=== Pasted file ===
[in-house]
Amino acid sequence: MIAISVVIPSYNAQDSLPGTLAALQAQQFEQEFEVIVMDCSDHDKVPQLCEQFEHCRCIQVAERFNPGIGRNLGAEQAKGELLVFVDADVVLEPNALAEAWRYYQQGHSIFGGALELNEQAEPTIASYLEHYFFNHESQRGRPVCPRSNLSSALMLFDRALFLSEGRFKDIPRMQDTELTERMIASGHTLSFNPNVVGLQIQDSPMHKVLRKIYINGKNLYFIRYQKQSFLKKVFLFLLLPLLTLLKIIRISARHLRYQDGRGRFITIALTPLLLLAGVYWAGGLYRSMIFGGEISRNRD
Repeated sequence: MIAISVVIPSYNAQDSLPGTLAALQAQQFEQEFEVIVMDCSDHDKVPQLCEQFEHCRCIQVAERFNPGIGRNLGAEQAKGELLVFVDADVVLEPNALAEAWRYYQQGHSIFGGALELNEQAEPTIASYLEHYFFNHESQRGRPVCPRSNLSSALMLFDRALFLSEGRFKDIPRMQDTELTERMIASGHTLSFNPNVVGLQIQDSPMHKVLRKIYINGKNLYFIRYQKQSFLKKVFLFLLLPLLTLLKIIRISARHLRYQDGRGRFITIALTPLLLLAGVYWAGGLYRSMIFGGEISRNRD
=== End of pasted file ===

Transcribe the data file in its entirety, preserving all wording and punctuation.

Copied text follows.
[in-house]
Amino acid sequence: MIAISVVIPSYNAQDSLPGTLAALQAQQFEQEFEVIVMDCSDHDKVPQLCEQFEHCRCIQVAERFNPGIGRNLGAEQAKGELLVFVDADVVLEPNALAEAWRYYQQGHSIFGGALELNEQAEPTIASYLEHYFFNHESQRGRPVCPRSNLSSALMLFDRALFLSEGRFKDIPRMQDTELTERMIASGHTLSFNPNVVGLQIQDSPMHKVLRKIYINGKNLYFIRYQKQSFLKKVFLFLLLPLLTLLKIIRISARHLRYQDGRGRFITIALTPLLLLAGVYWAGGLYRSMIFGGEISRNRD
Repeated sequence: MIAISVVIPSYNAQDSLPGTLAALQAQQFEQEFEVIVMDCSDHDKVPQLCEQFEHCRCIQVAERFNPGIGRNLGAEQAKGELLVFVDADVVLEPNALAEAWRYYQQGHSIFGGALELNEQAEPTIASYLEHYFFNHESQRGRPVCPRSNLSSALMLFDRALFLSEGRFKDIPRMQDTELTERMIASGHTLSFNPNVVGLQIQDSPMHKVLRKIYINGKNLYFIRYQKQSFLKKVFLFLLLPLLTLLKIIRISARHLRYQDGRGRFITIALTPLLLLAGVYWAGGLYRSMIFGGEISRNRD